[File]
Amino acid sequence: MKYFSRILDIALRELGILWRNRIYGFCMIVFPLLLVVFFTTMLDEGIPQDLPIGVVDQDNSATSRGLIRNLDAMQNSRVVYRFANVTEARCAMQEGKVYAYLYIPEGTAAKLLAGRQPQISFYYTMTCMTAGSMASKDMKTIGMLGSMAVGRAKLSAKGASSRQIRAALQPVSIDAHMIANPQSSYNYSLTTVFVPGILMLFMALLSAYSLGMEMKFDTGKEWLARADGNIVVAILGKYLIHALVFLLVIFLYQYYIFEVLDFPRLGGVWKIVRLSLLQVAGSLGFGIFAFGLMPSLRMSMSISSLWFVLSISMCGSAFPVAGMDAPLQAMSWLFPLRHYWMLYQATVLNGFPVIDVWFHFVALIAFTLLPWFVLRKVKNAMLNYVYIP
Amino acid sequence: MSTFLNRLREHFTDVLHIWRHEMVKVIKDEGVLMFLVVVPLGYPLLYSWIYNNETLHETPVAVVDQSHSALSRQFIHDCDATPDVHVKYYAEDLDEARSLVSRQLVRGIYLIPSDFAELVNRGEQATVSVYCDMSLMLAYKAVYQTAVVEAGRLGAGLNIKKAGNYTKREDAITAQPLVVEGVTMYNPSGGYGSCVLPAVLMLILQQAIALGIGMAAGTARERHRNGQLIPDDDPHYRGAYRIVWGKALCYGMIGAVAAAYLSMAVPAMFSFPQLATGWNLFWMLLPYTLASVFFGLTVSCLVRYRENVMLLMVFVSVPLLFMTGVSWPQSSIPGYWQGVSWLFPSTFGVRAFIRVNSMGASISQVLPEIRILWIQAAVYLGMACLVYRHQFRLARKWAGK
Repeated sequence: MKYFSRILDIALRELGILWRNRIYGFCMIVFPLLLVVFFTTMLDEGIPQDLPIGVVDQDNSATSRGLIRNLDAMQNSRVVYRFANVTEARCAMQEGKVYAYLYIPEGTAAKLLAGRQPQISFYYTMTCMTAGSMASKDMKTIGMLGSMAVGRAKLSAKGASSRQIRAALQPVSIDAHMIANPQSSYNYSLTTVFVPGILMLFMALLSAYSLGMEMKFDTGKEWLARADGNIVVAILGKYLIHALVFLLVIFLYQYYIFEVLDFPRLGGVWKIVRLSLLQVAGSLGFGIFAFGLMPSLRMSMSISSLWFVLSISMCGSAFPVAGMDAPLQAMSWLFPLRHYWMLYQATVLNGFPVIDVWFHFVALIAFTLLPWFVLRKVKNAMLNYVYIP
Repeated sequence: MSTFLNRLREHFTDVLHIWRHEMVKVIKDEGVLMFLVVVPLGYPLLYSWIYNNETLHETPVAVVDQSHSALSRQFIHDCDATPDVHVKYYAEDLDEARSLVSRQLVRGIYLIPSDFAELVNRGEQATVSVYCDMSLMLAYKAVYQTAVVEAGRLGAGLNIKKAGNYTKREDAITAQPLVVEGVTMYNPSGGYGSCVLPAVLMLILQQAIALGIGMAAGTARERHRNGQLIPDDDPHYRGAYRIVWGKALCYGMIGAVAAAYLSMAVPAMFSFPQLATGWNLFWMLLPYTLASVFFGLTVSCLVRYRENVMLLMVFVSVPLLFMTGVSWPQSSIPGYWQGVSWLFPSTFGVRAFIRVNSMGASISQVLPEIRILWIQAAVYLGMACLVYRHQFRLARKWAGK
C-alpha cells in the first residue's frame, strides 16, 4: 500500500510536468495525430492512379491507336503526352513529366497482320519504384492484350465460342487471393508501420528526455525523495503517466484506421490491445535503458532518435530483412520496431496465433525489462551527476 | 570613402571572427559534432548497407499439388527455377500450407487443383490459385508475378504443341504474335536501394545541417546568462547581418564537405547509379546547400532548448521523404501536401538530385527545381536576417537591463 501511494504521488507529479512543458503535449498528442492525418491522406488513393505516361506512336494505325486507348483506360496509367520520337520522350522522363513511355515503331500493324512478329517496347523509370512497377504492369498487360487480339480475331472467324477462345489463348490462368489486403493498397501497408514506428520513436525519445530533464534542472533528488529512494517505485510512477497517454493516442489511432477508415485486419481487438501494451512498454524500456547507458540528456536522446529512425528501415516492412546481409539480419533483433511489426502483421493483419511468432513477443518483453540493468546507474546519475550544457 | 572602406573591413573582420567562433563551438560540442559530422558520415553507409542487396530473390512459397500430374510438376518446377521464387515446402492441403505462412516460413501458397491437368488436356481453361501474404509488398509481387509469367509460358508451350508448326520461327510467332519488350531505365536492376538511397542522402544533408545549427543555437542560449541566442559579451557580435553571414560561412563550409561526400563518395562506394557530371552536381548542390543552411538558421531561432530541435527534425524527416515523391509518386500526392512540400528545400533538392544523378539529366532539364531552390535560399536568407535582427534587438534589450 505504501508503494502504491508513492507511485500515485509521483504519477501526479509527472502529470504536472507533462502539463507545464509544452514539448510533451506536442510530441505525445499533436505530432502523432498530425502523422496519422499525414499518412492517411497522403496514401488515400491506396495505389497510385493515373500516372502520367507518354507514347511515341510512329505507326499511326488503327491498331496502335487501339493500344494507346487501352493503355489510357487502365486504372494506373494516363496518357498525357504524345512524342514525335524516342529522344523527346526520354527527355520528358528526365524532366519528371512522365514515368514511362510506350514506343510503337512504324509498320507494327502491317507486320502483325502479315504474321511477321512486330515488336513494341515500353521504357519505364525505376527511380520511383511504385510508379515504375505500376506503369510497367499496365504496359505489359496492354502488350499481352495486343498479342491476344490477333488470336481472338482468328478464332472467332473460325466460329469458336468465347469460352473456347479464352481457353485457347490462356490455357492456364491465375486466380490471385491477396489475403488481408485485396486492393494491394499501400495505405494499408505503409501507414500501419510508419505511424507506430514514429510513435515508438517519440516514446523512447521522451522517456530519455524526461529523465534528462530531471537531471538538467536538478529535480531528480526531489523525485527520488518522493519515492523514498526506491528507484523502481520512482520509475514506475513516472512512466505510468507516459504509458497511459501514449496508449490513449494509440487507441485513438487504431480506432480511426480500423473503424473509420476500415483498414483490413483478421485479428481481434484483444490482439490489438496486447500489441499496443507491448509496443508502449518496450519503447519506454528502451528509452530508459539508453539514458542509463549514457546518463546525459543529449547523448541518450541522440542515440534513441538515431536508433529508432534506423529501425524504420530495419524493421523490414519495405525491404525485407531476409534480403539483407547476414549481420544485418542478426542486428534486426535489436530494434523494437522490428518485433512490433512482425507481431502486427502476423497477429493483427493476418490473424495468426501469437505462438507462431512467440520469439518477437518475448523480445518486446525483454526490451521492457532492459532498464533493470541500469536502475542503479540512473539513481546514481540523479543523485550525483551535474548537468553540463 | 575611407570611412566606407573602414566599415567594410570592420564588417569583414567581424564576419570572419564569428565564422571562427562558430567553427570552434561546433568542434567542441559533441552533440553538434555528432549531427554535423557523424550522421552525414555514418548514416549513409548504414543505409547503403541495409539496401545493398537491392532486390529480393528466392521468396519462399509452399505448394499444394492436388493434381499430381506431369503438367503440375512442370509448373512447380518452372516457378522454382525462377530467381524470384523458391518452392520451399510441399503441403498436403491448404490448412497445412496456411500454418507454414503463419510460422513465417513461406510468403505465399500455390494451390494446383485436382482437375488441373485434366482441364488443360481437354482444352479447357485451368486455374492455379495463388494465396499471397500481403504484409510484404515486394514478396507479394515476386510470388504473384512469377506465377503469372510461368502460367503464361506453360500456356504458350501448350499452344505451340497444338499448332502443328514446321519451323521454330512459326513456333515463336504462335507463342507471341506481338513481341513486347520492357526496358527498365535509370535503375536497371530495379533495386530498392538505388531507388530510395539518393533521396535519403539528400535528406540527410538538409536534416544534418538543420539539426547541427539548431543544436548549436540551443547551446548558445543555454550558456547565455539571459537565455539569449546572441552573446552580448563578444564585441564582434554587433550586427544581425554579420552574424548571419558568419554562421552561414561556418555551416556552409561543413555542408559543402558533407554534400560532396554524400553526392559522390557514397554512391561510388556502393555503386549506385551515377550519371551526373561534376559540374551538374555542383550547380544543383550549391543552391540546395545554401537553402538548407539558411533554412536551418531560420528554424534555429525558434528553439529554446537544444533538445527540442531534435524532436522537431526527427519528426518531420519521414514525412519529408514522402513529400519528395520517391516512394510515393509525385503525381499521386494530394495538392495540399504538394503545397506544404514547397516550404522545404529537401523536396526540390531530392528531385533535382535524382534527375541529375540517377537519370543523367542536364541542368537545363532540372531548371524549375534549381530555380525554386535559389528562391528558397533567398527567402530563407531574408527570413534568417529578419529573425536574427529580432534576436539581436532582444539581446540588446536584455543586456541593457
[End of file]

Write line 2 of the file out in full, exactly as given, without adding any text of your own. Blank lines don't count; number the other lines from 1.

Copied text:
Amino acid sequence: MSTFLNRLREHFTDVLHIWRHEMVKVIKDEGVLMFLVVVPLGYPLLYSWIYNNETLHETPVAVVDQSHSALSRQFIHDCDATPDVHVKYYAEDLDEARSLVSRQLVRGIYLIPSDFAELVNRGEQATVSVYCDMSLMLAYKAVYQTAVVEAGRLGAGLNIKKAGNYTKREDAITAQPLVVEGVTMYNPSGGYGSCVLPAVLMLILQQAIALGIGMAAGTARERHRNGQLIPDDDPHYRGAYRIVWGKALCYGMIGAVAAAYLSMAVPAMFSFPQLATGWNLFWMLLPYTLASVFFGLTVSCLVRYRENVMLLMVFVSVPLLFMTGVSWPQSSIPGYWQGVSWLFPSTFGVRAFIRVNSMGASISQVLPEIRILWIQAAVYLGMACLVYRHQFRLARKWAGK